The Supreme Court first addressed the question of such removal restrictions in Myers v. United States, 272 U.S. 52 (1926), which involved a statute that required the President to obtain the Senate's advice and consent before removing a Postmaster of the first, second, or third class. The Myers Court held that Congress may not limit the President's authority to remove any officer who is appointed by the President by and with the advice and consent of the Senate. Id. at 159. Several years later, the Court narrowed this holding significantly, ruling that the Constitution only prohibits removal restrictions with respect to "purely executive" officers. See Humphrey's Executor v. United States, 295 U.S. 602, 627-28 (1935). The Court held that, as to offices that are essentially quasi-legislative or quasi-judicial in nature, Congress may limit the President's removal authority. Some years later, the Court addressed the related question of whether, in the absence of an express statutory provision, a removal restriction could be inferred. The Court ruled that such restrictions could be inferred with respect to quasi-legislative or quasi-judicial offices "whose tasks require absolute freedom from Executive interference." Wiener v. United States, 357 U.S. 349, 353 (1958). Following this framework, we opined that Parole Commissioners -- whose term is fixed by a statute that is silent on the topic of removal -- are purely executive officers; therefore, inferring a limit the President's authority to remove them would violate the Constitution. As such, we concluded that Parole Commissioners must be removable at will.
In the interim, the Supreme Court has abandoned this mode of analysis. Specifically, Morrison v. Olson, 487 U.S. 654 (1988), determined that Congress could place an express "for cause" limitation on the President's removal authority even with respect to "purely executive" officers. See id. at 689-93. The Court refused simply to apply the category-driven approach that Humphrey's Executor had been taken to institute. Instead, the Court recast its prior references to the category of an office's functions as merely a shorthand for the animating concern in such cases -- whether a given removal restriction violates separation of powers principles. Specifically, under the Court's current formulation, "the real question is whether the removal restrictions are of such a nature that they impede the President's ability to perform his constitutional duty, and the functions of the officials in question must be analyzed in that light." Id. at 691.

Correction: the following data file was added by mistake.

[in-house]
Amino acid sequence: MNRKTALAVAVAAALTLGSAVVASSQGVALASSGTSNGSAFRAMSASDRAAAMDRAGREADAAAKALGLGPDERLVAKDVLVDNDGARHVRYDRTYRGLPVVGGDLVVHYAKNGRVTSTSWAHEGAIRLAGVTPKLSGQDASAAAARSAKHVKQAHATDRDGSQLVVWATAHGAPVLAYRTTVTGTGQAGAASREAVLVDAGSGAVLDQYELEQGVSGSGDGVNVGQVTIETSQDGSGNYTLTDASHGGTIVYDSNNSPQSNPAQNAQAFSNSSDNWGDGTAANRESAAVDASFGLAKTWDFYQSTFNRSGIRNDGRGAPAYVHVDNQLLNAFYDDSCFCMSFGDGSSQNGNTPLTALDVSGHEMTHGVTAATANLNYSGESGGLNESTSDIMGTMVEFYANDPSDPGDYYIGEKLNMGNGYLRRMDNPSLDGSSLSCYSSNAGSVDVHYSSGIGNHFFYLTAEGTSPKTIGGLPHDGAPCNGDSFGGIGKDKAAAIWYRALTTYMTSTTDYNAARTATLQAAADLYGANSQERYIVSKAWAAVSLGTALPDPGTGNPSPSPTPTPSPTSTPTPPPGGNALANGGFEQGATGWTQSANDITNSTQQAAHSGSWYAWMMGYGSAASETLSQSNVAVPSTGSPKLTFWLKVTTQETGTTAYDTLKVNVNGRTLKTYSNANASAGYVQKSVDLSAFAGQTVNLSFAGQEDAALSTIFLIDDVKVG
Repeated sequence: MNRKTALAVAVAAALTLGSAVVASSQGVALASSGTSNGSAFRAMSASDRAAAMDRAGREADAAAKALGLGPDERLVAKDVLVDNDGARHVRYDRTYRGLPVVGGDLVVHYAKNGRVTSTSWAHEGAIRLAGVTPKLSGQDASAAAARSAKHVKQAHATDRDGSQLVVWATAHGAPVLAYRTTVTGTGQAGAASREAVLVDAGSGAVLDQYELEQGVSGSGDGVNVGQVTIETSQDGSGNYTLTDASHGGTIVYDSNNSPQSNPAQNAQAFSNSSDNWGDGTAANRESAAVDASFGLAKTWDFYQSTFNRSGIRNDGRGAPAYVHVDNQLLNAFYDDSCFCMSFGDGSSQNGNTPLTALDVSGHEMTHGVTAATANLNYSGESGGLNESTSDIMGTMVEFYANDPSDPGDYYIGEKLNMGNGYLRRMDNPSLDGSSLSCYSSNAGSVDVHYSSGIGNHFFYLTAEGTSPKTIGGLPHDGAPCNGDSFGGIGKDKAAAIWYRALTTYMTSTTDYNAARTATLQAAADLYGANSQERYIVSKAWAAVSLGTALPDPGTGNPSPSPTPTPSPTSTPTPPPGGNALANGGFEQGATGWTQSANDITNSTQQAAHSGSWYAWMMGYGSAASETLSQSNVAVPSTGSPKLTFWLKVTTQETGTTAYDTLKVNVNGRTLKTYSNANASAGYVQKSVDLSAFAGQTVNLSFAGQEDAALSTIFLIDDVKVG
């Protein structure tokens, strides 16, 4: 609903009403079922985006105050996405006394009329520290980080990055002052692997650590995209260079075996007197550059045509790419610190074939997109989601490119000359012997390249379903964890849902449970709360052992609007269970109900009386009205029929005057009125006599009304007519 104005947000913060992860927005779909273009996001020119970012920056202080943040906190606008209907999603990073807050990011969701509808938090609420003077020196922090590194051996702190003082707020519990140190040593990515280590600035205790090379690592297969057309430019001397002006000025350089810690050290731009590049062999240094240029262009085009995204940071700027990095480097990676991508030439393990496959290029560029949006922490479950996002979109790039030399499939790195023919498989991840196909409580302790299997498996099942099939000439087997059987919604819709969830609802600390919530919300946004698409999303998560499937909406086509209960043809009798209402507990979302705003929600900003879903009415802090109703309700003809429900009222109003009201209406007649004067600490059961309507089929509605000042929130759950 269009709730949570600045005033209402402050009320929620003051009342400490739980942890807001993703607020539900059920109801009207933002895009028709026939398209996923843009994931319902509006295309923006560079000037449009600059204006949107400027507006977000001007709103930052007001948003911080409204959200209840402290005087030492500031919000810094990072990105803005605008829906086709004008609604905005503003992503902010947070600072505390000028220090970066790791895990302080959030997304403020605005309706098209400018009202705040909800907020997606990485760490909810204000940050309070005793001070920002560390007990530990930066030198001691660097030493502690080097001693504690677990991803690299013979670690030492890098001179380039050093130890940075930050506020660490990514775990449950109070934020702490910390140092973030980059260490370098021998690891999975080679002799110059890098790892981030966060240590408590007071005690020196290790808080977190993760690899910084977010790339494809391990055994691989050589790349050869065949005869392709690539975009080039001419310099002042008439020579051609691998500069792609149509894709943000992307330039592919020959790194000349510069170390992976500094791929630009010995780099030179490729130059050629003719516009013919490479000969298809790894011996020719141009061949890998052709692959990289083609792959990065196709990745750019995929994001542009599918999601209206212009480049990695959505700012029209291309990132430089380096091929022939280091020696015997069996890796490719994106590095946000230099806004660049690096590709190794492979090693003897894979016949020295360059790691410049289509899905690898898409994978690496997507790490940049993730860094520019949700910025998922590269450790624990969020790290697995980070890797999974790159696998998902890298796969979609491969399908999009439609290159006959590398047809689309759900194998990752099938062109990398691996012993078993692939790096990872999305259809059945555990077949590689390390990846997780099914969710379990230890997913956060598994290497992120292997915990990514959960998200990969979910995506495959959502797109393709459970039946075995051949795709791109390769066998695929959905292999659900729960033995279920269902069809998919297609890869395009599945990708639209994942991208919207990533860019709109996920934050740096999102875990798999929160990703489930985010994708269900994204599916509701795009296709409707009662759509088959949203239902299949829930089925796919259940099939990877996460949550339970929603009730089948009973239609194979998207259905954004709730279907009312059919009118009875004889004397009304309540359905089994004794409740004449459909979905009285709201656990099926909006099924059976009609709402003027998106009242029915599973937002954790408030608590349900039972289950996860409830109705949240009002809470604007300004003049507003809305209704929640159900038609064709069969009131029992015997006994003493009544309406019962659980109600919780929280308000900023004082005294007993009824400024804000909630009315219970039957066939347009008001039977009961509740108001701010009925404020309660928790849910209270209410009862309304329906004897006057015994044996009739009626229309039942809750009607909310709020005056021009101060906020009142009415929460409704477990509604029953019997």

In devising this formulation, the Court recharacterized the references to functional categories in its earlier opinions as simply a means of examining whether the office and its functions were of such a nature as to require that they be vested in an officer who is subject to a high degree of presidential control; that is, one who may be removed at will. Id. at 687-91. It is important to note that, under the Morrison formulation, the nature of an office and its functions remain essential factors in determining whether a removal restriction violates separation of powers; however, the category with which those functions might be labeled does not end the inquiry.
The statute establishing the Parole Commission is silent regarding removal, see 18 U.S.C. § 4202, and therefore we must determine whether it is appropriate to infer such a restriction. Morrison, however, spoke directly only to the constitutionality of an explicit removal restriction. It therefore only expressly rejected the label-driven approach in that context. Nevertheless, the Wiener Court stated that its holding followed logically from Humphrey's Executor. See 357 U.S. at 356. We view Morrison, then, as doing away with the label-driven analysis in the context of inferred removal restrictions as well.